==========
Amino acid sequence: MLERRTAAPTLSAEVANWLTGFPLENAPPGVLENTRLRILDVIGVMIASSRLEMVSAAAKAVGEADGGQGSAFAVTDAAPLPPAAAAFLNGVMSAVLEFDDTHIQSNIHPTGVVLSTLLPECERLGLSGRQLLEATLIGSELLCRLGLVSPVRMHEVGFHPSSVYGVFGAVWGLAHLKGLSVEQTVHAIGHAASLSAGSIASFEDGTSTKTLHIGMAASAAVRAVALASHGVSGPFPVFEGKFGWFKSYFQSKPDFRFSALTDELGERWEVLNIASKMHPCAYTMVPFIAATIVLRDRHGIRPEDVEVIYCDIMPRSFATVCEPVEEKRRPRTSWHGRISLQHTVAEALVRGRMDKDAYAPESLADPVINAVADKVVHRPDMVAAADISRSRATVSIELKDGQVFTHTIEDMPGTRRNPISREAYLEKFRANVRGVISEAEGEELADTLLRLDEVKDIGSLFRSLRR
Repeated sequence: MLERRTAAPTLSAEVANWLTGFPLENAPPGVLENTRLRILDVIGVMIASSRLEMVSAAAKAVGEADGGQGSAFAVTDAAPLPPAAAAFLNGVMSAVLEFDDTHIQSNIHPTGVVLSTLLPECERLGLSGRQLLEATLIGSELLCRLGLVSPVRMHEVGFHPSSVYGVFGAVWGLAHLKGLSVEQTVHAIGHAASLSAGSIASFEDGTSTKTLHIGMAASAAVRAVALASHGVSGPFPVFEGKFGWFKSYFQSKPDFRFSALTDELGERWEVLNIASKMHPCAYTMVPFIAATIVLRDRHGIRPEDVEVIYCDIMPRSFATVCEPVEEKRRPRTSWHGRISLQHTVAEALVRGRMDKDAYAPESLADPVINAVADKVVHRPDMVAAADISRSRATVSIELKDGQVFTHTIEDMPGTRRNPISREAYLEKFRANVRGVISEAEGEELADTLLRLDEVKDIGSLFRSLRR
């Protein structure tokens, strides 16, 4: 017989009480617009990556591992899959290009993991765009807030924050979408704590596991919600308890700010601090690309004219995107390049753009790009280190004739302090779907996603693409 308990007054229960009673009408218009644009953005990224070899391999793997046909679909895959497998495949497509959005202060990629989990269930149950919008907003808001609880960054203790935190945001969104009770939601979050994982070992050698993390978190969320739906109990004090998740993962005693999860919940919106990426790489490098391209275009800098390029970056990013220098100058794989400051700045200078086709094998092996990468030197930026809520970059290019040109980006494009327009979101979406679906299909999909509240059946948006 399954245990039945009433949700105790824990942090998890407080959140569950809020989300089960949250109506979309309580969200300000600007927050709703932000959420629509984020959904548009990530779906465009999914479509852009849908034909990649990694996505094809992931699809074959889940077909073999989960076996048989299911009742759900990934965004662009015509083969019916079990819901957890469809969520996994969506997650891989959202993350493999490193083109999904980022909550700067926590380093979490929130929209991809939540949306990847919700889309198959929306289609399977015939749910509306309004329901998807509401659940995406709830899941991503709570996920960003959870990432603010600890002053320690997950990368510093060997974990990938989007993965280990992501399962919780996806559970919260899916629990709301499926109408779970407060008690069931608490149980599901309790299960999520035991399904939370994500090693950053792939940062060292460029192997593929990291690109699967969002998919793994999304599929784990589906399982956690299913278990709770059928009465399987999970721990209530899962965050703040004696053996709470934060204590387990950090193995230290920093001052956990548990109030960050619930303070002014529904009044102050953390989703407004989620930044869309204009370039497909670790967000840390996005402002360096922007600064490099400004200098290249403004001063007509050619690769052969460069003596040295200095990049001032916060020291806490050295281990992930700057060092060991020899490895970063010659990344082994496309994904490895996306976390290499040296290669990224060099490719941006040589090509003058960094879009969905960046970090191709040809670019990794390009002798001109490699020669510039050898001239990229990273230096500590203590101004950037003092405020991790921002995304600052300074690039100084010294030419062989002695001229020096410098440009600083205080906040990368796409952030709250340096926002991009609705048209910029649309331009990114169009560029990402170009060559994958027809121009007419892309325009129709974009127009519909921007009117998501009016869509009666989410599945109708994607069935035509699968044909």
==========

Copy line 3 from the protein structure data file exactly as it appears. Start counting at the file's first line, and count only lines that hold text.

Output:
């Protein structure tokens, strides 16, 4: 017989009480617009990556591992899959290009993991765009807030924050979408704590596991919600308890700010601090690309004219995107390049753009790009280190004739302090779907996603693409 308990007054229960009673009408218009644009953005990224070899391999793997046909679909895959497998495949497509959005202060990629989990269930149950919008907003808001609880960054203790935190945001969104009770939601979050994982070992050698993390978190969320739906109990004090998740993962005693999860919940919106990426790489490098391209275009800098390029970056990013220098100058794989400051700045200078086709094998092996990468030197930026809520970059290019040109980006494009327009979101979406679906299909999909509240059946948006 399954245990039945009433949700105790824990942090998890407080959140569950809020989300089960949250109506979309309580969200300000600007927050709703932000959420629509984020959904548009990530779906465009999914479509852009849908034909990649990694996505094809992931699809074959889940077909073999989960076996048989299911009742759900990934965004662009015509083969019916079990819901957890469809969520996994969506997650891989959202993350493999490193083109999904980022909550700067926590380093979490929130929209991809939540949306990847919700889309198959929306289609399977015939749910509306309004329901998807509401659940995406709830899941991503709570996920960003959870990432603010600890002053320690997950990368510093060997974990990938989007993965280990992501399962919780996806559970919260899916629990709301499926109408779970407060008690069931608490149980599901309790299960999520035991399904939370994500090693950053792939940062060292460029192997593929990291690109699967969002998919793994999304599929784990589906399982956690299913278990709770059928009465399987999970721990209530899962965050703040004696053996709470934060204590387990950090193995230290920093001052956990548990109030960050619930303070002014529904009044102050953390989703407004989620930044869309204009370039497909670790967000840390996005402002360096922007600064490099400004200098290249403004001063007509050619690769052969460069003596040295200095990049001032916060020291806490050295281990992930700057060092060991020899490895970063010659990344082994496309994904490895996306976390290499040296290669990224060099490719941006040589090509003058960094879009969905960046970090191709040809670019990794390009002798001109490699020669510039050898001239990229990273230096500590203590101004950037003092405020991790921002995304600052300074690039100084010294030419062989002695001229020096410098440009600083205080906040990368796409952030709250340096926002991009609705048209910029649309331009990114169009560029990402170009060559994958027809121009007419892309325009129709974009127009519909921007009117998501009016869509009666989410599945109708994607069935035509699968044909």